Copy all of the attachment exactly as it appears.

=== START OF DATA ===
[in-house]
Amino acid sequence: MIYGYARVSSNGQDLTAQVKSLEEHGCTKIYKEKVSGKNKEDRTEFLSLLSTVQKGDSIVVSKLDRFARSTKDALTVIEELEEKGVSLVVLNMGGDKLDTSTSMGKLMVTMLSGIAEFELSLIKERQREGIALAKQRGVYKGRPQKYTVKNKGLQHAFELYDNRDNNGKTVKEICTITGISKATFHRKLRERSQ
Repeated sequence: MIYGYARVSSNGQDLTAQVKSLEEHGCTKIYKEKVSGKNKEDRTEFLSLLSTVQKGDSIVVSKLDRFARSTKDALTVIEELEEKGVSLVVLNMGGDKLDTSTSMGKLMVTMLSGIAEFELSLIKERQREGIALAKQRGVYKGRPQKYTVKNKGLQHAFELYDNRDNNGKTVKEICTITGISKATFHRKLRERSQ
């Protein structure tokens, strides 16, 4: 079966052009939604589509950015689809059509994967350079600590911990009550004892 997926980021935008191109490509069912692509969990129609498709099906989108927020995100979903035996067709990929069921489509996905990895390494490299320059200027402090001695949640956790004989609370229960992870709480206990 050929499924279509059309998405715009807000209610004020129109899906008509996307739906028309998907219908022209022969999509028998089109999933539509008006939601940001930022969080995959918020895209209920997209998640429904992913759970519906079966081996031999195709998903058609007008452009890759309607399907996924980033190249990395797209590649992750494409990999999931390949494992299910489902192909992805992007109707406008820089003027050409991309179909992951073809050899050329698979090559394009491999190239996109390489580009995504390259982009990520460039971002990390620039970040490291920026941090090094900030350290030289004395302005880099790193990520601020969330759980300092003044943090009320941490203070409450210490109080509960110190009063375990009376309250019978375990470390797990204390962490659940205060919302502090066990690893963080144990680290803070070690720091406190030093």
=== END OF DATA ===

[in-house]
Amino acid sequence: MIYGYARVSSNGQDLTAQVKSLEEHGCTKIYKEKVSGKNKEDRTEFLSLLSTVQKGDSIVVSKLDRFARSTKDALTVIEELEEKGVSLVVLNMGGDKLDTSTSMGKLMVTMLSGIAEFELSLIKERQREGIALAKQRGVYKGRPQKYTVKNKGLQHAFELYDNRDNNGKTVKEICTITGISKATFHRKLRERSQ
Repeated sequence: MIYGYARVSSNGQDLTAQVKSLEEHGCTKIYKEKVSGKNKEDRTEFLSLLSTVQKGDSIVVSKLDRFARSTKDALTVIEELEEKGVSLVVLNMGGDKLDTSTSMGKLMVTMLSGIAEFELSLIKERQREGIALAKQRGVYKGRPQKYTVKNKGLQHAFELYDNRDNNGKTVKEICTITGISKATFHRKLRERSQ
């Protein structure tokens, strides 16, 4: 079966052009939604589509950015689809059509994967350079600590911990009550004892 997926980021935008191109490509069912692509969990129609498709099906989108927020995100979903035996067709990929069921489509996905990895390494490299320059200027402090001695949640956790004989609370229960992870709480206990 050929499924279509059309998405715009807000209610004020129109899906008509996307739906028309998907219908022209022969999509028998089109999933539509008006939601940001930022969080995959918020895209209920997209998640429904992913759970519906079966081996031999195709998903058609007008452009890759309607399907996924980033190249990395797209590649992750494409990999999931390949494992299910489902192909992805992007109707406008820089003027050409991309179909992951073809050899050329698979090559394009491999190239996109390489580009995504390259982009990520460039971002990390620039970040490291920026941090090094900030350290030289004395302005880099790193990520601020969330759980300092003044943090009320941490203070409450210490109080509960110190009063375990009376309250019978375990470390797990204390962490659940205060919302502090066990690893963080144990680290803070070690720091406190030093």